It's high time you scrapped the welcome mat - practically every guide to writing for the web stipulates that you should never say 'Welcome to my website!'. This is just redundant.
Also, is it really still necessary to point out that gov.uk replaces two sites that were closed down nine months ago?
On the same lines, 'simpler, clearer, faster' may be a mantra that's had its day. This is only relative to what went before, and doesn't apply to most of the departmental information that's been moved across to the site.
Comment by John Ploughman (@johnploughman) posted on
I'd imagine that there's still a lot of traffic coming in from Directgov and Business Link redirects. So if users are expecting to land on them, it's probably only right that there's still a reassurance for them that they're in the right place.
Although the civil servants among us know that it's now GOV.UK, the public still don't. Talk to your friends and family and they still talk about Directgov. And setting up a search on Twitter for 'Directgov' soon tells you people still talk about it.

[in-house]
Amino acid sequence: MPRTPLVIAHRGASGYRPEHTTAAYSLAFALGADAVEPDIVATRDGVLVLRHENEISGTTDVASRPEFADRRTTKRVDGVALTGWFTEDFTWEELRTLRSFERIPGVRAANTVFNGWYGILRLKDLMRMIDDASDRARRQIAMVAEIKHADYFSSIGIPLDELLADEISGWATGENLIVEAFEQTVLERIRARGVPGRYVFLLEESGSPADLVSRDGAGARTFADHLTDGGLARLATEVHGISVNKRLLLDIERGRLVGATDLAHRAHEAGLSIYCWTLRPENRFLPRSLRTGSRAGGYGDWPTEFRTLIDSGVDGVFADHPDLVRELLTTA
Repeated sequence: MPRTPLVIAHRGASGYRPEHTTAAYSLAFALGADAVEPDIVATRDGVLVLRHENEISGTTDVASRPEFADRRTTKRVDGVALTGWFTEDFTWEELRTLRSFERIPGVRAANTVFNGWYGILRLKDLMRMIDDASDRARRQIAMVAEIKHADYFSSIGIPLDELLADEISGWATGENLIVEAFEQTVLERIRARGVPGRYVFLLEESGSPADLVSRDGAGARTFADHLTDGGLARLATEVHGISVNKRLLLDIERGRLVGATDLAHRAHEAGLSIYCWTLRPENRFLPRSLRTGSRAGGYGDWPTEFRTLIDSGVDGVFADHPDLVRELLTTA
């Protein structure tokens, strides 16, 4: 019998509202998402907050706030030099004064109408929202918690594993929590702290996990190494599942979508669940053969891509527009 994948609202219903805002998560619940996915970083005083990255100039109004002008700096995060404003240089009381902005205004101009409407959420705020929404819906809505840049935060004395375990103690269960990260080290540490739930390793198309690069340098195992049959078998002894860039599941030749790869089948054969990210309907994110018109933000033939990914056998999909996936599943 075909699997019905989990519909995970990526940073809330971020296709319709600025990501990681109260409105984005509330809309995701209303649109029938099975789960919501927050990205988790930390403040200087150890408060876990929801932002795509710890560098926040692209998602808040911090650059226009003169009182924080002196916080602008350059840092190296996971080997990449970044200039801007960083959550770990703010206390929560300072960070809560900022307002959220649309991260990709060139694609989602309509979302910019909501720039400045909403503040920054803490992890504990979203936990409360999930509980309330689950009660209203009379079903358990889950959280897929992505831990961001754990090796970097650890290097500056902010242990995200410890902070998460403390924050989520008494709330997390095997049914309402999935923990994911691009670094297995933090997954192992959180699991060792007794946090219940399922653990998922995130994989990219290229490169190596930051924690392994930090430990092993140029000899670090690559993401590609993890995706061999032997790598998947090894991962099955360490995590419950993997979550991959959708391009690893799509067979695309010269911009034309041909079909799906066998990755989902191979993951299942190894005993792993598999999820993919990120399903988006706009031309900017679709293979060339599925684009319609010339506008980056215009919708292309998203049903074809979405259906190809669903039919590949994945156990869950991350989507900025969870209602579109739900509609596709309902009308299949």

I wouldn't say that 'simpler, clearer, faster' has had its day as yet - with all those agencies to still move over (and not forgetting that accounts for the bulk of the content), there's still a lot more to be made simpler, clearer and faster. It's easy to forget that just because the big departments are on GOV.UK, there's still a whole world out there yet to move. And the challenge for all those is to make it simpler, clearer and faster - not to bring over the rubbish.
And when the time comes to stop comparing to what's gone before, let's hope we just think about it in the present tense - simple, clear and fast.
Comment by Graham Lee posted on
The motto has become shopworn through overuse: the government has been parotting it for well over a year now.
The gov.uk style guide says that the site should avoid spin and subjective adjectives, so it's odd that this is disregarded at the top of the home page.